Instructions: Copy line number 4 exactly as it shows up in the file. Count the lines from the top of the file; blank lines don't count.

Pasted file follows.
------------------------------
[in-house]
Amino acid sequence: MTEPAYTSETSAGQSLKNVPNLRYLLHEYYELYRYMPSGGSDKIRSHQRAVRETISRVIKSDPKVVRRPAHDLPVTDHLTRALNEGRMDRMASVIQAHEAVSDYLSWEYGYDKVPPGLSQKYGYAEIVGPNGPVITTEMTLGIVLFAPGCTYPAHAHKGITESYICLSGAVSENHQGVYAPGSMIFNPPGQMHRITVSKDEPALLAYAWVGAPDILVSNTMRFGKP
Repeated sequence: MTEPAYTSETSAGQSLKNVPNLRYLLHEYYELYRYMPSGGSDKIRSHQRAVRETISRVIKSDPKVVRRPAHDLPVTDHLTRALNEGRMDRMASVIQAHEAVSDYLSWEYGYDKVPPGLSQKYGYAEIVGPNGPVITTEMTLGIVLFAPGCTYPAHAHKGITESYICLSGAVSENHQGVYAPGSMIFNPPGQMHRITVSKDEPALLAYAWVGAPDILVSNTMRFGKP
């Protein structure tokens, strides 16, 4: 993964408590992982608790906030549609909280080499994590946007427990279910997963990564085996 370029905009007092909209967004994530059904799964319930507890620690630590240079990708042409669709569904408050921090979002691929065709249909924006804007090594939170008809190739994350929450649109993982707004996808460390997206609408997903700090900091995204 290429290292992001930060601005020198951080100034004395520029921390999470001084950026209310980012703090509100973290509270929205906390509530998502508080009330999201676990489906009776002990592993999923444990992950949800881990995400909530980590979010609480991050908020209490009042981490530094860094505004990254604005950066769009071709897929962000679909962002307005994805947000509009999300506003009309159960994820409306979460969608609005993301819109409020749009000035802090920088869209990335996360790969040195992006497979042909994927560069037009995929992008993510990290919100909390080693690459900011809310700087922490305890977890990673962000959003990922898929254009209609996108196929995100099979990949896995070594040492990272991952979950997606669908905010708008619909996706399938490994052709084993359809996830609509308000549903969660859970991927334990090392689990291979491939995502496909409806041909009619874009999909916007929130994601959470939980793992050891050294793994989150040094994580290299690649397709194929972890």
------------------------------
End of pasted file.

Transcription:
């Protein structure tokens, strides 16, 4: 993964408590992982608790906030549609909280080499994590946007427990279910997963990564085996 370029905009007092909209967004994530059904799964319930507890620690630590240079990708042409669709569904408050921090979002691929065709249909924006804007090594939170008809190739994350929450649109993982707004996808460390997206609408997903700090900091995204 290429290292992001930060601005020198951080100034004395520029921390999470001084950026209310980012703090509100973290509270929205906390509530998502508080009330999201676990489906009776002990592993999923444990992950949800881990995400909530980590979010609480991050908020209490009042981490530094860094505004990254604005950066769009071709897929962000679909962002307005994805947000509009999300506003009309159960994820409306979460969608609005993301819109409020749009000035802090920088869209990335996360790969040195992006497979042909994927560069037009995929992008993510990290919100909390080693690459900011809310700087922490305890977890990673962000959003990922898929254009209609996108196929995100099979990949896995070594040492990272991952979950997606669908905010708008619909996706399938490994052709084993359809996830609509308000549903969660859970991927334990090392689990291979491939995502496909409806041909009619874009999909916007929130994601959470939980793992050891050294793994989150040094994580290299690649397709194929972890």